Extracts, also known as concentrates, are made by subjecting raw cannabis to a variety of chemical processes. Bubble hash is made using water and ice; the end product is generally a hard or chewy solid. Butane Honey Oil, BHO, get its name from the compressed butane used to promote a chemical reaction with cannabis; BHO can be solid, crumbly or an oil. Rick Simpson Oil, also known as Phoenix Tears, is made using alcohol as a reactive agent. All of these varieties are far more concentrated than raw cannabis, and therefore more effective medicinally. They can be smoked, vaporized or ingested–the latter option being highly important for patients with respiratory ailments as well as children like Spencer.

The strain of cannabis is arguably more important than the process used for extraction. There are an infinite number of strains and each can contain as many as 80 different compounds known as cannabinoids. The most well known is THC, the compound that creates the sense of feeling “high.” The strain Dr. Gupta introduced to a worldwide audience was high in CBD, a cannabinoid that does not produce a “high” but seems to be particularly effective for treating neurological disorders such as epilepsy.

Folks who would have never considered using medicinal cannabis in their lives began clamoring for CBD extract after Dr. Gupta's program. The knowledge that CBD doesn't get you “high” is a big selling point for people fearful of the paranoia associated with marijuana as well as politicians leery of fickle electorates. At least a dozen states have established or are in the process of establishing CBD-only laws. However, they may have jumped the gun. Researchers are discovering that successful treatment for medical conditions may depend on balancing THC, CBD and other cannabinoids for each individual patient in order to exploit what is known as the “entourage effect.”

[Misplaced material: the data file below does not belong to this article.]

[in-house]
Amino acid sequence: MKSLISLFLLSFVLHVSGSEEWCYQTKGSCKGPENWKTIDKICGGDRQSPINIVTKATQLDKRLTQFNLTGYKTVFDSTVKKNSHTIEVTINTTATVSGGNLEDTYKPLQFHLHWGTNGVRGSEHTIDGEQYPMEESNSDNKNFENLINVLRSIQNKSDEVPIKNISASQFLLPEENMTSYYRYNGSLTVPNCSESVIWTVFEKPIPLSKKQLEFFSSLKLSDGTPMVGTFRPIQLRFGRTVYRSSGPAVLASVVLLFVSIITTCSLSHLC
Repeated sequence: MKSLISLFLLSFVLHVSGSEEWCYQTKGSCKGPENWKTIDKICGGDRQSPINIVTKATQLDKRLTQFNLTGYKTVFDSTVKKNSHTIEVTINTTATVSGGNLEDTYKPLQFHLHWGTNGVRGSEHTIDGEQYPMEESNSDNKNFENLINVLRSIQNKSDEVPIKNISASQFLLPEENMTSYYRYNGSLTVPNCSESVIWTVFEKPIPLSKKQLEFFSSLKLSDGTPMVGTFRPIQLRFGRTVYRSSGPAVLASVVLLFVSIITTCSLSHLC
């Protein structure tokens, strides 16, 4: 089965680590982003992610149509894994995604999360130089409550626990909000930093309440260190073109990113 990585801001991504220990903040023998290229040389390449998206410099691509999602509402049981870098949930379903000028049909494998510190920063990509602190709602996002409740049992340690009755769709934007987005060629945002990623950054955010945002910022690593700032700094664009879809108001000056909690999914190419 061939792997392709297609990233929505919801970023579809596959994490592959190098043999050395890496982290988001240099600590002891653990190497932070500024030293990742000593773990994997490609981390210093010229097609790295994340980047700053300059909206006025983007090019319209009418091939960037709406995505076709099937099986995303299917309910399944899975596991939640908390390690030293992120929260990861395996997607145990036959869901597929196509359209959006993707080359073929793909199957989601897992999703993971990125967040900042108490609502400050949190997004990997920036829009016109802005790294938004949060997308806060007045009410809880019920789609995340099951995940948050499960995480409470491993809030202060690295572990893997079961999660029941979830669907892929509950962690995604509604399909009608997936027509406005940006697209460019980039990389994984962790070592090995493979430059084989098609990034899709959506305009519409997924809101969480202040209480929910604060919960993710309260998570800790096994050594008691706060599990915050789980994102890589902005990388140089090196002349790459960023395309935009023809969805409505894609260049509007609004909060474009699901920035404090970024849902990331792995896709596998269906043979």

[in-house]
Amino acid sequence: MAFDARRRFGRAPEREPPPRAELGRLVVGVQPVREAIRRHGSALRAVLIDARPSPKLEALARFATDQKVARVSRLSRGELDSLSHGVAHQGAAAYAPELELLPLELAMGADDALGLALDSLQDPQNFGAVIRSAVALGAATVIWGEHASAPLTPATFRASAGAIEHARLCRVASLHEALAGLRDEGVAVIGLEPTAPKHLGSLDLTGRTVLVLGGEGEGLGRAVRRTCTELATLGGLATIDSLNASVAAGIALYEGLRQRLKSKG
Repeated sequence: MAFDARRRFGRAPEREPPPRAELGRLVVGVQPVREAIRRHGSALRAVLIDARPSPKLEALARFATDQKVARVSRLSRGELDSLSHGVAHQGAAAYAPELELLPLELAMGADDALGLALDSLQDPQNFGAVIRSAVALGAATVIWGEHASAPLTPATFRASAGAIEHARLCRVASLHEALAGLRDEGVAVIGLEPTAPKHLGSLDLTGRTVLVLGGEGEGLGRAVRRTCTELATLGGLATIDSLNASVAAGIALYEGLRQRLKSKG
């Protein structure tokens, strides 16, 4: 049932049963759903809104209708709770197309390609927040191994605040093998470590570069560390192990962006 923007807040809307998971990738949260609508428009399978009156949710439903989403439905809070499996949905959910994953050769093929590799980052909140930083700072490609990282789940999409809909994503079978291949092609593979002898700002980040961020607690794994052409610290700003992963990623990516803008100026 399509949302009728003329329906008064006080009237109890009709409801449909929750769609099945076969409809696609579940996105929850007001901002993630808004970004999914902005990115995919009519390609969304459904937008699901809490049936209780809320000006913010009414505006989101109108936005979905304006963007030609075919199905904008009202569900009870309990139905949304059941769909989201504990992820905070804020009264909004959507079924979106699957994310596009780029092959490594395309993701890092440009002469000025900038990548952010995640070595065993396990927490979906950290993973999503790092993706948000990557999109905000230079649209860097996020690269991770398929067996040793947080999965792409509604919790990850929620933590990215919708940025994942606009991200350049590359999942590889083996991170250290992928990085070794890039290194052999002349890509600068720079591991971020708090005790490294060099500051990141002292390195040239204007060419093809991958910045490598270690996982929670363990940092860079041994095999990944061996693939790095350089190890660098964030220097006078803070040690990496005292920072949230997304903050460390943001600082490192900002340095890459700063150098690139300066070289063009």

Spencer Koptis responded well to an RSO-type extract Benno made using a strain known as Ambiguous Purple Indica, or API. It has a ratio of CBD to THC that is approximately 2-to-1. A pound of API converted to cannabis oil via alcohol extraction provided enough medicine to last Spencer two months. His mother, Suzetta Vonzell, had neither the means to grow nor purchase the medicine, which would have cost as much as $4,000 from a dispensary.  Without Benno's donations, Spencer's life may have been shortened considerably. Benno had Spencer's latest batch of oil steeping in a double-boiler on the stove top when he was raided last year. It never reached the toddler.

Ambiguous Purple Indica makes for good medicine. Photo courtesy James Benno.

I never met Spencer, but I watched his health deteriorate the past several months on the Facebook page set up by his mother, Prayers For Spencer. When I started watching, he had been off cannabis for some time and was suffering from severe swelling. I never saw a picture of him on his feet. In the last picture I saw of him, posted posthumously, he was smiling weakly, wearing his Easter bunny mask for the last time.

The outpouring of grief from California's medicinal cannabis community upon Spencer's passing reverberated throughout social media, where you can find dozens of kids and adults suffering just as he did. Davies considers social media an extremely important asset for the medicinal cannabis community. She knows that when there's a last-minute medical marijuana hearing at the capitol, she can muster 100 extremely ill patients and their caregivers with a few simple keystrokes.